Out-of-hours work
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Thursday, 25 July 2024

Out-of-hours work

Details of upcoming out-of-hours work within the PTA rail reserve

Each week the Public Transport Authority (PTA) undertakes a range of essential maintenance activities to ensure the continued and safe operation of the rail network. To minimise disruption to passenger services, much of this work is required to take place outside of standard construction hours (i.e. before 7am, after 7pm, Sunday or on a public holiday), either after trains have stopped running, or during a scheduled shutdown of the line.

The PTA appreciates that out-of-hours work has the potential to cause disturbance to people living close to the rail reserve and has historically provided notice of upcoming work via hard-copy letter. As the network continues to expand, the PTA has resolved that the practice of delivering hard-copy letters is no longer sustainable. Upcoming out-of-hours works will now be published via this webpage and email notifications. Department of Water and Environmental Regulation (DWER), which manages compliance with the Regulations, are aware that the PTA's online publication of upcoming out-of-hours works will continue as the primary method of notification. The PTA will continue to deliver hard-copy letters to residents living near major infrastructure project sites; this webpage is intended to provide details of routine maintenance only.

The below table provides details of upcoming out-of-hours work across the PTA rail network. To identify work which may impact you, please enter your suburb in the search bar at the top of the table. The glossary below the table provides explanations of the most common types of maintenance undertaken.

To reduce the need for residents to proactively check this webpage to find out about work near them, the PTA has implemented an email notification system. If you would like to receive notice of out-of-hours work near you via email, please register using the sign-up form below

The website is correct at the time of publication and may not be reflective of work that has been cancelled, rescheduled or emergency work that may be undertaken with no notice.

If you would like more information or have any questions about upcoming out-of-hours work near you, please email nightwork@pta.wa.gov.au, or call 13 62 13.

Upcoming out-of-hours work within the PTA rail reserve

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Glossary of common maintenance activities and terms

Maintenance activities:

OLE maintenance: general inspection and maintenance of the overhead line equipment (OLE) which supplies power to railcars. Usually involves the use of a road-rail vehicle with an elevated work platform (e.g., cherry picker) attachment and hand tools.

Rail grinding: grinding of the rail to remove minor defects (small amounts of metal) and maintain the profile (shape) of the track. Required to extend the life of the rail, reduce operational noise, and improve passenger comfort during travel. Involves the use of a rail grinding track machine which travels along the rail line.

Regulating and tamping: maintenance of the ballast trackbed using specialised maintenance track machine to compact, shape and distribute ballast around the tracks and sleepers. 

Re-railing: replacement of rail sections using a range of machinery including a loader and welding equipment.

Rail maintenance: inspection and maintenance of the track, replacing sleepers. Usually includes the use of hand tools, mini excavators and bobcats.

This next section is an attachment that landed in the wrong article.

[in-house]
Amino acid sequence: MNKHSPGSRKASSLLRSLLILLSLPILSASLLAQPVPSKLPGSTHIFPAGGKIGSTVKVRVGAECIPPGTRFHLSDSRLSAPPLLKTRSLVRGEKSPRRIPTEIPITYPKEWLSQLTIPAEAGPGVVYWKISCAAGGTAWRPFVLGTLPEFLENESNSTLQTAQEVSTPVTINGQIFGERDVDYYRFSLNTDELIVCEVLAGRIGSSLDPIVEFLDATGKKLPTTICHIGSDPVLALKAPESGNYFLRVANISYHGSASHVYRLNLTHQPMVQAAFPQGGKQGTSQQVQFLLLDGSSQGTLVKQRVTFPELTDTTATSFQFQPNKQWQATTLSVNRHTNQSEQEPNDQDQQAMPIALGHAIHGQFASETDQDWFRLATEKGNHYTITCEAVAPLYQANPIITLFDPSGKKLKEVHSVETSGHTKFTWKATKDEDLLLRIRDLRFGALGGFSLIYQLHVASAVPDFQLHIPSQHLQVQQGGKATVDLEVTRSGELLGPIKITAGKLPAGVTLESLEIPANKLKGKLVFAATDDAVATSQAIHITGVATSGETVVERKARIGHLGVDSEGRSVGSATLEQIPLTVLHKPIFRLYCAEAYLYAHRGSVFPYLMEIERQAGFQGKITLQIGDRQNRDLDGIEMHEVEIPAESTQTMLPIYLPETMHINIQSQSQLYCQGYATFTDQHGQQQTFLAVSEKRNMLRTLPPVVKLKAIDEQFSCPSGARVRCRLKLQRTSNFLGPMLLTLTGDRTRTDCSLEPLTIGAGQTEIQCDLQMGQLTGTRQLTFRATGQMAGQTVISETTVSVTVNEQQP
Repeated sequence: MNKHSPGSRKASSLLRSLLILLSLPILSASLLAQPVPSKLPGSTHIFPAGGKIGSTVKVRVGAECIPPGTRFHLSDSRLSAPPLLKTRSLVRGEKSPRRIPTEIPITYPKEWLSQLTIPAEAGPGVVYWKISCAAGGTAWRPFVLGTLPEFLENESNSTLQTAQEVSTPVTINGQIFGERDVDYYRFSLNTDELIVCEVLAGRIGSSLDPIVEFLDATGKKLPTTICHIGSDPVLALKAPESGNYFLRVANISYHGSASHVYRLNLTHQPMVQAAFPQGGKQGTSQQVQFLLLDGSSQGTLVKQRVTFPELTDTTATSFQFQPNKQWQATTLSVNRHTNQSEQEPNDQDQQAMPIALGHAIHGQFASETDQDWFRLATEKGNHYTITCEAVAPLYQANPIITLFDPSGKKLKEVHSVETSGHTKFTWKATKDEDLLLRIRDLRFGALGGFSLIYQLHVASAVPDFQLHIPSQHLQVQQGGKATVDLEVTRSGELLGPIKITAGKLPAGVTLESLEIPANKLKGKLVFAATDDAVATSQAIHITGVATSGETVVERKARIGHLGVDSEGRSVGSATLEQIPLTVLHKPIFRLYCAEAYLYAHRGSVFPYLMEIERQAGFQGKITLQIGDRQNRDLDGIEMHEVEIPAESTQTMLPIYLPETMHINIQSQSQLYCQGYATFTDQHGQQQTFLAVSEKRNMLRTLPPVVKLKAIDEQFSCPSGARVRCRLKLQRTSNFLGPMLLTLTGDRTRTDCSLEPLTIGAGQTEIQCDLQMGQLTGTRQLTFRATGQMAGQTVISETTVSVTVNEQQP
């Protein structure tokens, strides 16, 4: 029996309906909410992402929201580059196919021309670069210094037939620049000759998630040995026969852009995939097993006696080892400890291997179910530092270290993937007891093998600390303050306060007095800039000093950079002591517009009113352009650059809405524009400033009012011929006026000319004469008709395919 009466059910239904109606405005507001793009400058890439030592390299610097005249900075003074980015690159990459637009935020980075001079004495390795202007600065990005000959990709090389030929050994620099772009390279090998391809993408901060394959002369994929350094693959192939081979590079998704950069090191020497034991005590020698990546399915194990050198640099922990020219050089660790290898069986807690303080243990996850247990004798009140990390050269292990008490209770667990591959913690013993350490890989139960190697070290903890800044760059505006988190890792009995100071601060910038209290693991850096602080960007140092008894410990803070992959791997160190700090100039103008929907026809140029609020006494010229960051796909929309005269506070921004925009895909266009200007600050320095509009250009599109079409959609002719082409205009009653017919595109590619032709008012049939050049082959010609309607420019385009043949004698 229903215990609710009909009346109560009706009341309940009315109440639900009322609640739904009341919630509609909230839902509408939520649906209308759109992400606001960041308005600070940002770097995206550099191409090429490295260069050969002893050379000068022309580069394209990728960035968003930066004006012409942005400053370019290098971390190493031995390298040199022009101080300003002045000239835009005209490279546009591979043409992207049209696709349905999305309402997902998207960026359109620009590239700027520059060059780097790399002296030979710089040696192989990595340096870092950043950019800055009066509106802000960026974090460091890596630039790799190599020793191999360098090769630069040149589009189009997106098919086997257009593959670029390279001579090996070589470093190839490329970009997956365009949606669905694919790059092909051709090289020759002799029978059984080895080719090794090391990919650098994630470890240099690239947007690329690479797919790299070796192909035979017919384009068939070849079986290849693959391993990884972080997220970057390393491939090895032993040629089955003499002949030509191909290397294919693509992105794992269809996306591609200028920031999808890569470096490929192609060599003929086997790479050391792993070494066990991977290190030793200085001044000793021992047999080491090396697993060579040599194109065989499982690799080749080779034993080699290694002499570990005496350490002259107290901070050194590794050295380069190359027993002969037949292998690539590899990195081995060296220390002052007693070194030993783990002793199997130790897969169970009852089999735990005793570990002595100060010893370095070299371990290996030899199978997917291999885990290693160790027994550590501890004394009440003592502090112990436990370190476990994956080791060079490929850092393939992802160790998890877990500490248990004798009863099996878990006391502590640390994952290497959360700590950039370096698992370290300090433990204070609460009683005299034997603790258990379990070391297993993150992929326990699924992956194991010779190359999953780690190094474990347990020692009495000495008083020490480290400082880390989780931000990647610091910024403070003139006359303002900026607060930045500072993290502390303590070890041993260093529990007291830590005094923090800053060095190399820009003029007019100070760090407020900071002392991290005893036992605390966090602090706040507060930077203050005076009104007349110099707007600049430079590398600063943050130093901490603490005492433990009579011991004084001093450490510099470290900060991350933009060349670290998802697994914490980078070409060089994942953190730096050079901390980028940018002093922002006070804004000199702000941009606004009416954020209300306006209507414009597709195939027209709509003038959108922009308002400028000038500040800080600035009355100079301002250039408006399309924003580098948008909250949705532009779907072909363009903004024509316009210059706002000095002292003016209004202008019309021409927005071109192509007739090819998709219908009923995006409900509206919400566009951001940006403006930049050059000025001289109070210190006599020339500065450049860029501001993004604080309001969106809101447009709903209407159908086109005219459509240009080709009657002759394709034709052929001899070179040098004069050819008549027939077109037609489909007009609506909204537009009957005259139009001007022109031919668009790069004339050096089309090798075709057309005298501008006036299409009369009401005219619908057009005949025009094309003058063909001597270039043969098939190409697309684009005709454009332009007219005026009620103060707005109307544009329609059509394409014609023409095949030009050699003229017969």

Platform maintenance/vehicle and pedestrian level crossing maintenance: inspection and maintenance of the platform, including replacement of yellow lines, rectification of platforms and crossings. This can involve using various tools and equipment such as jack hammers, compactors, and power tools.

Vegetation maintenance: trimming, pruning or removal of vegetation surrounding train stations and within the rail corridor. Usually uses electric hedge trimmers, chainsaws and electric saws.

Weed spraying: spraying of weeds on the track and rail batters using a road-rail vehicle.

Ballast delivery: crushed stones which form the foundation (or trackbed) on which the track and sleepers sit. Ballast is packed around the sleepers with a shoulder of ballast piled on either side to prevent movement of the track. Delivery will use trucks, loaders and bobcats.

Signalling maintenance: maintenance of signalling equipment within the rail corridor. This activity mainly uses hand tools but on occasion power tools.

Specialised equipment:

Road-rail vehicle: a specialised vehicle with two sets of wheels (rubber and steel), capable of operating on both regular road and railway track. Usually used to conduct patrols, OLE maintenance, and to access maintenance sites.

Maintenance train: a specialised train which undertakes maintenance as it travels along the rail line. Types include rail grinders, tampers and regulators.

Tamper and regulator: a piece of rail equipment used to shape and distribute the gravel ballast that supports the rail tracks. They are often used in conjunction with ballast tampers when maintaining track. A tamper is a self-propelled, rail-mounted machine used to pack (or tamp) the ballast under railway tracks to make the tracks and roadbed more durable and level.

Speno Ultrasonic test train: runs over rail to detect flaws. A diesel-run locomotive.


The PTA acknowledges Traditional Owners of Country throughout Australia and recognises acknowledges Traditional Owners of Country throughout Australia and recognises the continuing connection to lands, waters and communities. We pay our respect to Aboriginal and Torres Strait Islander cultures; and to Elders past and present.   

Aboriginal and Torres Strait Islander people are advised that this site may contain images or names of people who are deceased.

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